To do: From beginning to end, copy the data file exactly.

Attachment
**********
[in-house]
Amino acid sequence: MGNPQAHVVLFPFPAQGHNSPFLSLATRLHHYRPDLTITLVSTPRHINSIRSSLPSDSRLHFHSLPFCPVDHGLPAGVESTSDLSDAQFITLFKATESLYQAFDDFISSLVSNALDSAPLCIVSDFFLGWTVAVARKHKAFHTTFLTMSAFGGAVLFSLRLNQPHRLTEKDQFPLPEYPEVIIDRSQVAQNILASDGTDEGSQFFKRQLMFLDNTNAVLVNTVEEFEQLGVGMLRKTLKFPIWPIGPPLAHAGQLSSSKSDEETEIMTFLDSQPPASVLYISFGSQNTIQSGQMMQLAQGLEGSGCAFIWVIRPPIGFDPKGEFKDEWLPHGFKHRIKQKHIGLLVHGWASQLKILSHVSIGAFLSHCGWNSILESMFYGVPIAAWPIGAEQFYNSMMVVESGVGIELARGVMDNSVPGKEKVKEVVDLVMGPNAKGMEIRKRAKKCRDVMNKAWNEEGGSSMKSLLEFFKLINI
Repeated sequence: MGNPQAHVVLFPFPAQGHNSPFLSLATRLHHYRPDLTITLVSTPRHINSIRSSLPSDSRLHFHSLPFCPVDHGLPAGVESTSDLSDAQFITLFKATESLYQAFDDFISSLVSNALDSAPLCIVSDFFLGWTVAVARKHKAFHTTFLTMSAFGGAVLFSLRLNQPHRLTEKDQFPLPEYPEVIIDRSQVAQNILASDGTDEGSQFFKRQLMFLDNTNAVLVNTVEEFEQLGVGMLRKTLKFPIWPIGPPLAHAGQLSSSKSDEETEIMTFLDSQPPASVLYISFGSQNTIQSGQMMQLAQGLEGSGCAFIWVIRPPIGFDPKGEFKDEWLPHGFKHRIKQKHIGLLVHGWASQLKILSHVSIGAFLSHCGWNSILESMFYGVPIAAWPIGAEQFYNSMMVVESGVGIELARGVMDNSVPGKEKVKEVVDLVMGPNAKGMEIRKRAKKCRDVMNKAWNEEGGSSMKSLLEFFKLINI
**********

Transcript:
[in-house]
Amino acid sequence: MGNPQAHVVLFPFPAQGHNSPFLSLATRLHHYRPDLTITLVSTPRHINSIRSSLPSDSRLHFHSLPFCPVDHGLPAGVESTSDLSDAQFITLFKATESLYQAFDDFISSLVSNALDSAPLCIVSDFFLGWTVAVARKHKAFHTTFLTMSAFGGAVLFSLRLNQPHRLTEKDQFPLPEYPEVIIDRSQVAQNILASDGTDEGSQFFKRQLMFLDNTNAVLVNTVEEFEQLGVGMLRKTLKFPIWPIGPPLAHAGQLSSSKSDEETEIMTFLDSQPPASVLYISFGSQNTIQSGQMMQLAQGLEGSGCAFIWVIRPPIGFDPKGEFKDEWLPHGFKHRIKQKHIGLLVHGWASQLKILSHVSIGAFLSHCGWNSILESMFYGVPIAAWPIGAEQFYNSMMVVESGVGIELARGVMDNSVPGKEKVKEVVDLVMGPNAKGMEIRKRAKKCRDVMNKAWNEEGGSSMKSLLEFFKLINI
Repeated sequence: MGNPQAHVVLFPFPAQGHNSPFLSLATRLHHYRPDLTITLVSTPRHINSIRSSLPSDSRLHFHSLPFCPVDHGLPAGVESTSDLSDAQFITLFKATESLYQAFDDFISSLVSNALDSAPLCIVSDFFLGWTVAVARKHKAFHTTFLTMSAFGGAVLFSLRLNQPHRLTEKDQFPLPEYPEVIIDRSQVAQNILASDGTDEGSQFFKRQLMFLDNTNAVLVNTVEEFEQLGVGMLRKTLKFPIWPIGPPLAHAGQLSSSKSDEETEIMTFLDSQPPASVLYISFGSQNTIQSGQMMQLAQGLEGSGCAFIWVIRPPIGFDPKGEFKDEWLPHGFKHRIKQKHIGLLVHGWASQLKILSHVSIGAFLSHCGWNSILESMFYGVPIAAWPIGAEQFYNSMMVVESGVGIELARGVMDNSVPGKEKVKEVVDLVMGPNAKGMEIRKRAKKCRDVMNKAWNEEGGSSMKSLLEFFKLINI